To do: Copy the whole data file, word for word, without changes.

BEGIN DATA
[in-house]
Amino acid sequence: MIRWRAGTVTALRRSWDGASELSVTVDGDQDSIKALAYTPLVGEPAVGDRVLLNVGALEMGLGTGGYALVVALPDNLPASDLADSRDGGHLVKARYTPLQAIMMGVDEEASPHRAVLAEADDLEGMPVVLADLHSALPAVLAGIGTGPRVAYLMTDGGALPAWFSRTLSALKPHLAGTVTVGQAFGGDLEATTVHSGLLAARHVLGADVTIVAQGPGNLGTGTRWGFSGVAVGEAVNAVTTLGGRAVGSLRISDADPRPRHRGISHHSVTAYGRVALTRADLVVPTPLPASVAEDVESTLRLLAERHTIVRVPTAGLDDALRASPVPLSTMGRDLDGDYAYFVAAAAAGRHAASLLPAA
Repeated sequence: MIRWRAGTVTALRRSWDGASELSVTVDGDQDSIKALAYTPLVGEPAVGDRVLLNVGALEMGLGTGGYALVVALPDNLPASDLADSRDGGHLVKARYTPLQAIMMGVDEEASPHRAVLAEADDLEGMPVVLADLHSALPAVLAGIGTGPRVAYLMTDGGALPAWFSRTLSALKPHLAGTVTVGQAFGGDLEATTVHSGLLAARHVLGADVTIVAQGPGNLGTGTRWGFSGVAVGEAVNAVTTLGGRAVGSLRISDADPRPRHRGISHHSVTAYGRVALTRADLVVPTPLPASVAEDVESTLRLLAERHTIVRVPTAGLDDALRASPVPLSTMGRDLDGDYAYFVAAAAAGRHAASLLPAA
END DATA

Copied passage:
[in-house]
Amino acid sequence: MIRWRAGTVTALRRSWDGASELSVTVDGDQDSIKALAYTPLVGEPAVGDRVLLNVGALEMGLGTGGYALVVALPDNLPASDLADSRDGGHLVKARYTPLQAIMMGVDEEASPHRAVLAEADDLEGMPVVLADLHSALPAVLAGIGTGPRVAYLMTDGGALPAWFSRTLSALKPHLAGTVTVGQAFGGDLEATTVHSGLLAARHVLGADVTIVAQGPGNLGTGTRWGFSGVAVGEAVNAVTTLGGRAVGSLRISDADPRPRHRGISHHSVTAYGRVALTRADLVVPTPLPASVAEDVESTLRLLAERHTIVRVPTAGLDDALRASPVPLSTMGRDLDGDYAYFVAAAAAGRHAASLLPAA
Repeated sequence: MIRWRAGTVTALRRSWDGASELSVTVDGDQDSIKALAYTPLVGEPAVGDRVLLNVGALEMGLGTGGYALVVALPDNLPASDLADSRDGGHLVKARYTPLQAIMMGVDEEASPHRAVLAEADDLEGMPVVLADLHSALPAVLAGIGTGPRVAYLMTDGGALPAWFSRTLSALKPHLAGTVTVGQAFGGDLEATTVHSGLLAARHVLGADVTIVAQGPGNLGTGTRWGFSGVAVGEAVNAVTTLGGRAVGSLRISDADPRPRHRGISHHSVTAYGRVALTRADLVVPTPLPASVAEDVESTLRLLAERHTIVRVPTAGLDDALRASPVPLSTMGRDLDGDYAYFVAAAAAGRHAASLLPAA